AT BAUGHER'S, the generations bump into each other. The country-style restaurant, located on Main Street just beyond Western Maryland College in Westminster, feels like a Norman Rockwell painting coaxed to life. The waitresses are so attentive, they practically mend your socks. The veal steak dinner, with hot rolls, two vegetables and a drink, goes for $4.85. The homemade pie evokes standing ovations from your taste buds.
But, as you enter the restaurant, with its big banner out front declaring Baugher's 50th anniversary, you glance at the local newspaper boxes out front, and there's the shadow of the future: front-page stories, bold headlines, on the spread of heroin among young people in Carroll County.
It's a reality check as you step into the past. At Baugher's, there's a bakery with homemade bread and cakes, and a fruit market with lush home-grown produce. Inside the restaurant, signs trumpet a Strawberry Festival on Saturday at the Baugher orchard, with free wagon rides, a strawberry-pie-eating contest and the crowning of the Strawberry Princess.
Never mind the impending 21st century, this is the innocent flavor of the 19th. It's where Carroll County's always felt most comfortable, holding on to its links with the land, embracing the eternal family values, trying to slow down the world and its modern computer pressures, fending off the premature arrival of the future.
Once, the notion of heroin in such a place was unthinkable. Now there are billboards around the county warning of drug problems. The police issue worrisome statistics, and school administrators lament unmistakable signals in classrooms. The Carroll County Times runs an exhaustive seven-part, front-page series, "Teens and Heroin: A Special Report," complete with charts and graphs showing the rise of drug traffic.
In fact, the numbers are thimble-sized compared with the trafficking in Baltimore. The annual drug-related teen arrests in Carroll County equal a few weeks' figures in the city. But there are connections, relating to geography and psychology.
The geography is this: Some of the Carroll County kids are driving into Baltimore for their connections, defying drug warnings they've heard since they were children and defying all sense of personal safety as they hit some of the city's most unforgiving streets.
The psychological connection is this: Decades ago, when it was a shadow creeping through its neighborhoods, the city chose to ignore its drug problems. Those who ran City Hall and the Police Department were like stiff-necked parents not wanting to admit they were losing control. They imagined the problem would go away and life would return to normal. And then it was too late, and entire communities have since been ruined.
Carroll County's trying to get a grip while there's still time. But it's caught between shrugging off its discomfort to recognize the problem, and trying to hold on to its sweet, simple past.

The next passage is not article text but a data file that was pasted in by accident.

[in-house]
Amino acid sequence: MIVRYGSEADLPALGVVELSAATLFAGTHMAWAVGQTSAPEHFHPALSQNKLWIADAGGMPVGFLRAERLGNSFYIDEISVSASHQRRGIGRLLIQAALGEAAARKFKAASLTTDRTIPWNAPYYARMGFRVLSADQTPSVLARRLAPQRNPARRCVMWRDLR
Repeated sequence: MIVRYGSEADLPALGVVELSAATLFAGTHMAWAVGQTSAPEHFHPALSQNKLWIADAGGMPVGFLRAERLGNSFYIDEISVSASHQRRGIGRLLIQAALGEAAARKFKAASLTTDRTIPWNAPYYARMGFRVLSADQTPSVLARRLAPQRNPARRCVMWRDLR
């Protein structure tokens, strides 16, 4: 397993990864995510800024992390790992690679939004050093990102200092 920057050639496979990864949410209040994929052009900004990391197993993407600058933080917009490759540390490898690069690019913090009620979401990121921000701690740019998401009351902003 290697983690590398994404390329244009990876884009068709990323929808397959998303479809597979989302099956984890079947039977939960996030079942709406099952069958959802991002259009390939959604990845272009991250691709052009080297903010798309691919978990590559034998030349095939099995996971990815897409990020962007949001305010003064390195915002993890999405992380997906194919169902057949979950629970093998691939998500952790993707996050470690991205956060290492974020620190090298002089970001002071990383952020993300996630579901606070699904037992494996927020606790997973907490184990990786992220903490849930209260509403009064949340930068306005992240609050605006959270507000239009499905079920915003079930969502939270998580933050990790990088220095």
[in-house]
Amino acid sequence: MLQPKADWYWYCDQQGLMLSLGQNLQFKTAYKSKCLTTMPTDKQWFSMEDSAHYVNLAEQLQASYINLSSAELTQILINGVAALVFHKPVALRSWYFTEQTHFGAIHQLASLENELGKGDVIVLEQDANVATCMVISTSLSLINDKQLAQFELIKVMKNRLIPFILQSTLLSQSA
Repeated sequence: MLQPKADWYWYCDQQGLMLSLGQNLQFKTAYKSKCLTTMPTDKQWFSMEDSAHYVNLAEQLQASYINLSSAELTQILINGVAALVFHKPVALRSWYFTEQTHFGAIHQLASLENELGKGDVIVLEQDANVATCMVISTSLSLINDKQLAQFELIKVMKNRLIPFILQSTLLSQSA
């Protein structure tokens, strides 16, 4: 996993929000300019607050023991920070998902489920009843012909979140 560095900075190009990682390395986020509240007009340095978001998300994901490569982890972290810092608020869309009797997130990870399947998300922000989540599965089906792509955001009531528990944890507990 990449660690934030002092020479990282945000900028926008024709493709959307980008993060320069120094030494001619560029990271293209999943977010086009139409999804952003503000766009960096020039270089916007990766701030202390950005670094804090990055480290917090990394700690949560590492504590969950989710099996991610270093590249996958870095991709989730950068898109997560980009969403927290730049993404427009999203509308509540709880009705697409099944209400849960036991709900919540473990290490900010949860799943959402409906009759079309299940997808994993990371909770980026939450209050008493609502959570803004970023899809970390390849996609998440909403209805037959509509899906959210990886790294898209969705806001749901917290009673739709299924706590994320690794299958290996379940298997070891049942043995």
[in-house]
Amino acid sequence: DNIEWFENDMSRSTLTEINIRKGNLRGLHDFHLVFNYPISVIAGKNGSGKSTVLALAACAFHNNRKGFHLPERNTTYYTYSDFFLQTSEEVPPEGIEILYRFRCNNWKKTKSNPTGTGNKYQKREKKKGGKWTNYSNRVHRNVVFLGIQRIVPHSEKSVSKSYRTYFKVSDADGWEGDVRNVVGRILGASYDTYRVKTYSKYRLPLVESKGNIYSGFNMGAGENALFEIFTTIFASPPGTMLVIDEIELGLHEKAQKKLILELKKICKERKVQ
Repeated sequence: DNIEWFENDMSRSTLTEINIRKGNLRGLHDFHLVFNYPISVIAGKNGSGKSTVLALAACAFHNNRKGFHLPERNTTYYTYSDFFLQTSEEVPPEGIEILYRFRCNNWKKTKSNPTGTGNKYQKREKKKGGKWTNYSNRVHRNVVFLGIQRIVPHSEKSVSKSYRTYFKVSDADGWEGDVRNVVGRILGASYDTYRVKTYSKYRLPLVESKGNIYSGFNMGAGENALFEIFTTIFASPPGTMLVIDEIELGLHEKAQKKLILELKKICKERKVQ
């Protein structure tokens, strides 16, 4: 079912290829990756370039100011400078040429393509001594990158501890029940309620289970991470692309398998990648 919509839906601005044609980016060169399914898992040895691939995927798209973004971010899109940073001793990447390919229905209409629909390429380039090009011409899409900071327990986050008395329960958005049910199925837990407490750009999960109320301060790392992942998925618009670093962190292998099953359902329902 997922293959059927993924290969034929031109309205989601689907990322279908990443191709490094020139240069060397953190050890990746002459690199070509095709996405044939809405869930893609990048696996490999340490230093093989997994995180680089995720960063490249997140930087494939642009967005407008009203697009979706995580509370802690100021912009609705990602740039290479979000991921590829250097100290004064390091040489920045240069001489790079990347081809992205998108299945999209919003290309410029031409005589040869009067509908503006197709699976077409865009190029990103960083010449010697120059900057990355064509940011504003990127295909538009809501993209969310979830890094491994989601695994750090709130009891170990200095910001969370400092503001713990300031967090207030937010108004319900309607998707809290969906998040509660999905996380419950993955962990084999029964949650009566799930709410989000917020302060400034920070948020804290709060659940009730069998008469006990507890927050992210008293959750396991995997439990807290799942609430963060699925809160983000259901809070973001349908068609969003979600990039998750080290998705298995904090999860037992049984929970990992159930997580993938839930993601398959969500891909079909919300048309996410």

Standing by bins of homemade ice cream at Baugher's the other morning was Scott Bair Jr., who was a county commissioner more than a quarter-century ago. Back then, nobody imagined a heroin problem. But Bair and the other two county commissioners -- McKinney and Walsh were their names -- were sometimes regarded as stubborn, conservative, obstructionist men reluctant to approve new housing developments, new roads, new shopping centers. They were seen as trying to fend off the 20th century after it had long since arrived for the rest of America. But that America was beginning to cope with drug problems -- and now, inevitably, they've arrived here.
At Baugher's, there's always a big crowd. The older men have a brawniness from years of working with their hands. One of the older women mentions growing up with farmland all around her. Now, she says, she looks through her kitchen window and sees the back end of a shopping mall.
The county's teen-agers come to Baugher's, too. Some of the boys have their hair tied in long ponytails, the way kids in the big cities wore it maybe 25 years ago. It's as if they're sorry they missed the party back then, so they're making up for lost time. The older folks look at them, and a few shake their heads a little, and wonder: Are these the kids the newspapers are talking about? Or are they like previous generations of county youngsters, simply trying out a few costumes before slipping into mainstream adulthood?
Carroll County's grown enormously in the past decade, as families slip away from the Baltimore area. The urban and the suburban increasingly blend, and balances are struck. There's drug traffic everywhere now, but maybe this county can deal with it more intelligently than other communities have.
In the meantime, though, people still go to Baugher's, with its Norman Rockwell feel, its doting waitresses and its homemade pies, and its strawberry festival. It feels like yesterday here, which has its comforts.
Pub Date: 6/07/98